Future Years Defense Program

1996 Program Is Considerably Different From the 1995 Program Gao ID: NSIAD-95-213 September 15, 1995

This report compares the Defense Department's (DOD) fiscal year 1995 and 1996 Future Years Defense Programs. Specifically, GAO discusses (1) what major program changes were made from 1995 to 1996, (2) what the implications of these changes are for the future, and (3) whether the 1996 program complies with statutory requirements.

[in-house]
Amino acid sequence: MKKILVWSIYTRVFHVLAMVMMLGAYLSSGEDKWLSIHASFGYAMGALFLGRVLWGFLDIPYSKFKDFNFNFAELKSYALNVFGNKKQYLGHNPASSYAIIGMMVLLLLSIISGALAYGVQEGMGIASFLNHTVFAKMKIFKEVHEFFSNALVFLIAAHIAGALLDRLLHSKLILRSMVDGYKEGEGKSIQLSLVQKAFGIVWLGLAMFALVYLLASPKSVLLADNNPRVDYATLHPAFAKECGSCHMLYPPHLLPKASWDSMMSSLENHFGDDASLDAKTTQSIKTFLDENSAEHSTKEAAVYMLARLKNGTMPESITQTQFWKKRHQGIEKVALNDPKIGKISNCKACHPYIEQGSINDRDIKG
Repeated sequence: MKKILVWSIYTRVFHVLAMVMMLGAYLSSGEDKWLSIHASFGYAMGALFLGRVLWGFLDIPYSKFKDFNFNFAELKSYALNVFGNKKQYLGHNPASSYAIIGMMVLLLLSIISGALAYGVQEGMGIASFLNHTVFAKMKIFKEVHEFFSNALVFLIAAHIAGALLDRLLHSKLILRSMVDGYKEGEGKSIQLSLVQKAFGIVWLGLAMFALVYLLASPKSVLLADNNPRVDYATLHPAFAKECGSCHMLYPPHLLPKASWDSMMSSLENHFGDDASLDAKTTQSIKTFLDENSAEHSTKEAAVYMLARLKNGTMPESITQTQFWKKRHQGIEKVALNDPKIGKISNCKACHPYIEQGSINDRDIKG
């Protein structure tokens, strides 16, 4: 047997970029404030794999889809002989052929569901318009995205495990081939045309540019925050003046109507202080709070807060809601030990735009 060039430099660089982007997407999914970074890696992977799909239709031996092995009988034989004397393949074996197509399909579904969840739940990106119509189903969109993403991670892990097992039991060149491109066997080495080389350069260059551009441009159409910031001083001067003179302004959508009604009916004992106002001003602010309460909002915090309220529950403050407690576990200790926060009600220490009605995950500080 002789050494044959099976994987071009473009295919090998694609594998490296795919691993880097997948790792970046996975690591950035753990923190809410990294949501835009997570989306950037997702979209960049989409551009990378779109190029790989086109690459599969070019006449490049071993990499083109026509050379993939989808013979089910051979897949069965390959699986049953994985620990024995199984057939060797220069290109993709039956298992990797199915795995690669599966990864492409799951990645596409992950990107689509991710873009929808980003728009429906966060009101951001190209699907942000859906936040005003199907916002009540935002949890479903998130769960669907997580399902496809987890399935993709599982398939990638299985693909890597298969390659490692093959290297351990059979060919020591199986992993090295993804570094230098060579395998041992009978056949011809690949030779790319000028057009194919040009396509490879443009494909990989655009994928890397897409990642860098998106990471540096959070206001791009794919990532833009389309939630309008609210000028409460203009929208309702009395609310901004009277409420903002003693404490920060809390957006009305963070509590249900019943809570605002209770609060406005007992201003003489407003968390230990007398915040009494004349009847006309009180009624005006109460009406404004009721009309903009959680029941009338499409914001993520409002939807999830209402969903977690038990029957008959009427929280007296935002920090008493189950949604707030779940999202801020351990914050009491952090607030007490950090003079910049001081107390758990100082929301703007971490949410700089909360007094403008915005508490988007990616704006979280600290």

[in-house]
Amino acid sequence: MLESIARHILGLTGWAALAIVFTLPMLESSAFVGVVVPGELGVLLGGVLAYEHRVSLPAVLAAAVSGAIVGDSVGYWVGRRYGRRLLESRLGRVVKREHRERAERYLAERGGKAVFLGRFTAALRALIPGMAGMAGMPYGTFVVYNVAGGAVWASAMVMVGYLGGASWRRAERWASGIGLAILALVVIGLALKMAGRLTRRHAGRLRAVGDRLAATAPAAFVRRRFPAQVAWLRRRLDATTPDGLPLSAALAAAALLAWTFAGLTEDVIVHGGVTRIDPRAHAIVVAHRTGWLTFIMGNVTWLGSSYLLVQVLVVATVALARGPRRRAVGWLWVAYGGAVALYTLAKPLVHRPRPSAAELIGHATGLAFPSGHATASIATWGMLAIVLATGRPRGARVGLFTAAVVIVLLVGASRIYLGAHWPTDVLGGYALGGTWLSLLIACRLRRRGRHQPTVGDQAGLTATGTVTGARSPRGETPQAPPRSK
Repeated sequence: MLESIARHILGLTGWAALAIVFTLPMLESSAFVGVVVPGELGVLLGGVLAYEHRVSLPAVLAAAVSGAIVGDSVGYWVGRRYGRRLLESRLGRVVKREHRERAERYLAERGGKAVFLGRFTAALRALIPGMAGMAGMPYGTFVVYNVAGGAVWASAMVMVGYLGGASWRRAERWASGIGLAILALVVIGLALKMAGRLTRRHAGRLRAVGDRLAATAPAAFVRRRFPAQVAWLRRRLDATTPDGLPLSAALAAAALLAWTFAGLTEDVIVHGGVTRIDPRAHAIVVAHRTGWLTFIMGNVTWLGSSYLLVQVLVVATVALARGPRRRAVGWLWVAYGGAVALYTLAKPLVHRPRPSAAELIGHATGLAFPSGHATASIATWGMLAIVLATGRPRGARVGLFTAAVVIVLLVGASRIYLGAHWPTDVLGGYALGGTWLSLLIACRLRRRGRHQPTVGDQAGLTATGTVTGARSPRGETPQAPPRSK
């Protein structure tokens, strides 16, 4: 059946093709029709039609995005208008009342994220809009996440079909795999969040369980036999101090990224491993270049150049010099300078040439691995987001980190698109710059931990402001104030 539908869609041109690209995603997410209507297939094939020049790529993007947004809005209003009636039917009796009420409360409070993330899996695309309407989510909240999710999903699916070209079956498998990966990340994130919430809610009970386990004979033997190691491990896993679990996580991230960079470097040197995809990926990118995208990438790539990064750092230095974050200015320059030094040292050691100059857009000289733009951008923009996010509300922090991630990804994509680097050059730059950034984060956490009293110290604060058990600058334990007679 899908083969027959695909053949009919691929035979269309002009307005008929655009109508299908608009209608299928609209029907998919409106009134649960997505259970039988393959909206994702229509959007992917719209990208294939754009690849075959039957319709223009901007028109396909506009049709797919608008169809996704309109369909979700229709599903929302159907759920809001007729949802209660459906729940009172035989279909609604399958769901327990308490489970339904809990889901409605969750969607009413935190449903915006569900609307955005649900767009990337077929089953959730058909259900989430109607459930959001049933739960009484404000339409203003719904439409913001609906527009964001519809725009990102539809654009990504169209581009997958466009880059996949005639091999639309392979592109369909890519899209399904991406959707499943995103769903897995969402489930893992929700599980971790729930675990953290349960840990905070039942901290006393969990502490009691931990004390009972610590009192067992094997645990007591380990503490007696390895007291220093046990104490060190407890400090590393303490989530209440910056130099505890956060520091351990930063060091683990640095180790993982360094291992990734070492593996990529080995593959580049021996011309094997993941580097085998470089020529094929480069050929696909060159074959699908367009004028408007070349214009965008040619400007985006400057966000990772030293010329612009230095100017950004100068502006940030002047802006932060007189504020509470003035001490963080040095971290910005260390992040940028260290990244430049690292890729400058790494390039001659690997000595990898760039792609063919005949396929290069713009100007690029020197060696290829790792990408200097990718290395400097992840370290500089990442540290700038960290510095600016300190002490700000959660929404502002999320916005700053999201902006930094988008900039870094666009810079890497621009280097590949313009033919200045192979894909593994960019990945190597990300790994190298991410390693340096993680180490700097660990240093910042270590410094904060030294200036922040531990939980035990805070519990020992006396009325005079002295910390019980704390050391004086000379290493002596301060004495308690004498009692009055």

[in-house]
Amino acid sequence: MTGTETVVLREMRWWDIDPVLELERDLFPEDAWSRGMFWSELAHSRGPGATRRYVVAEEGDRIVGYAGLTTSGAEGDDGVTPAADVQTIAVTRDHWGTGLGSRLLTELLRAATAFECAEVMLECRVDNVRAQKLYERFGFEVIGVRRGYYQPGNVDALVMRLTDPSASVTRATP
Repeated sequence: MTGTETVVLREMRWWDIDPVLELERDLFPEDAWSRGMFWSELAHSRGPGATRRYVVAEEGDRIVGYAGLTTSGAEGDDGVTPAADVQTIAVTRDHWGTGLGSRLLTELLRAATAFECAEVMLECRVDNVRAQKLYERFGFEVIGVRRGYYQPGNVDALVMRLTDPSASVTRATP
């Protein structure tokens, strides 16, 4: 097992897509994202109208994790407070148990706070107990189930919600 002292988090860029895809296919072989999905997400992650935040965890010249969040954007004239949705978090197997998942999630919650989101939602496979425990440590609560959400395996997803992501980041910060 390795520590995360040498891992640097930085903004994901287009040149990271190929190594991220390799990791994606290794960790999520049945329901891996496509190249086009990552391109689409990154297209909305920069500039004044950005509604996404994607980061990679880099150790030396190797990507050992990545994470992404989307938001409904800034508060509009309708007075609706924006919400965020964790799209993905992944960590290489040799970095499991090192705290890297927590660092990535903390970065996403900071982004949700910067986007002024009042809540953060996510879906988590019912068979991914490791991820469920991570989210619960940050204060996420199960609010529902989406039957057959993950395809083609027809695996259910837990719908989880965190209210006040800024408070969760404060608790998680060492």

GAO found that: (1) the FY 1996 FYDP, which covers FYs 1996-2001, is considerably different from the 1995 FYDP, which covers FYs 1995-99; (2) the total program increased by about $12.6 billion in the 4 common years of both plans (FYs 1996-99); (3) approximately $27 billion in planned weapon system modernization programs for these 4 years have been eliminated, reduced, or deferred to the year 2000 and beyond; (4) the military personnel, operation and maintenance, and family housing accounts increased by over $21 billion during the common period and continue to increase to 2001 to support Defense's emphasis on readiness and quality-of-life programs; (5) the net effect is a more costly defense program, despite substantial reductions in DOD's weapon modernization programs between 1996 and 1999; (6) Defense plans to compensate for the decline in procurement during the early years of the 1996 FYDP by substantially increasing procurement funding in 2000 and 2001; (7) the Secretary of Defense plans to pay for the increased future modernization with a combination of savings from infrastructure reductions and acquisition reforms and from real budget growth; (8) GAO's analysis shows that the 1996 FYDP does not reflect reduced infrastructure costs, primarily because of funding increases for base operation and management headquarters functions and quality-of-life programs; however, the Concurrent Resolution on the Budget for Fiscal Year 1996 includes over $24 billion more for Defense than requested in the President's budget for FYs 1996-2001; (9) the additional budget amounts are expected, in part, to lessen the need for Defense to reduce or defer weapon modernization programs to meet other near-term readiness requirements; (10) assuming the funds are appropriated, Congress will specify how Defense is to spend some of the added funds; however, DOD may have an opportunity to restore some programs that were reduced or deferred to 2000 and beyond; and (11) the additional near-term funding could mitigate the need for DOD to increase out-year budgets.

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